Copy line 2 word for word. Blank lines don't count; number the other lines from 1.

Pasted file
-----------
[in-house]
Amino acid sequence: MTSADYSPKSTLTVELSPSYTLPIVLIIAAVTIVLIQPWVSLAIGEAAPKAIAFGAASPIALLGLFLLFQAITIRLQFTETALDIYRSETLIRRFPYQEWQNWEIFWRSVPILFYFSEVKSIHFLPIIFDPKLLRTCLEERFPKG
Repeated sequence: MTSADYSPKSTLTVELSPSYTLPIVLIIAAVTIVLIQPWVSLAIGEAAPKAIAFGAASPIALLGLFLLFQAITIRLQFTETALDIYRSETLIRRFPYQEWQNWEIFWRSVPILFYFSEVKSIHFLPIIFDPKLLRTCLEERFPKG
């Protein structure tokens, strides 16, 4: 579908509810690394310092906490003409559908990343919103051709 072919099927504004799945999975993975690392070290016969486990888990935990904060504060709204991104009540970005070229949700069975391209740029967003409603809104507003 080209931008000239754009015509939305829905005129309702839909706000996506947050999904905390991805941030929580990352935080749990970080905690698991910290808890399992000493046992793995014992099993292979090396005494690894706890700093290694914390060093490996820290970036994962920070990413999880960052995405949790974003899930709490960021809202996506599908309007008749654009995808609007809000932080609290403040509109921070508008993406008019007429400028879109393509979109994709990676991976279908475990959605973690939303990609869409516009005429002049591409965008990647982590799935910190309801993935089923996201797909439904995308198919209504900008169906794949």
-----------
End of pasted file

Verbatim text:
Amino acid sequence: MTSADYSPKSTLTVELSPSYTLPIVLIIAAVTIVLIQPWVSLAIGEAAPKAIAFGAASPIALLGLFLLFQAITIRLQFTETALDIYRSETLIRRFPYQEWQNWEIFWRSVPILFYFSEVKSIHFLPIIFDPKLLRTCLEERFPKG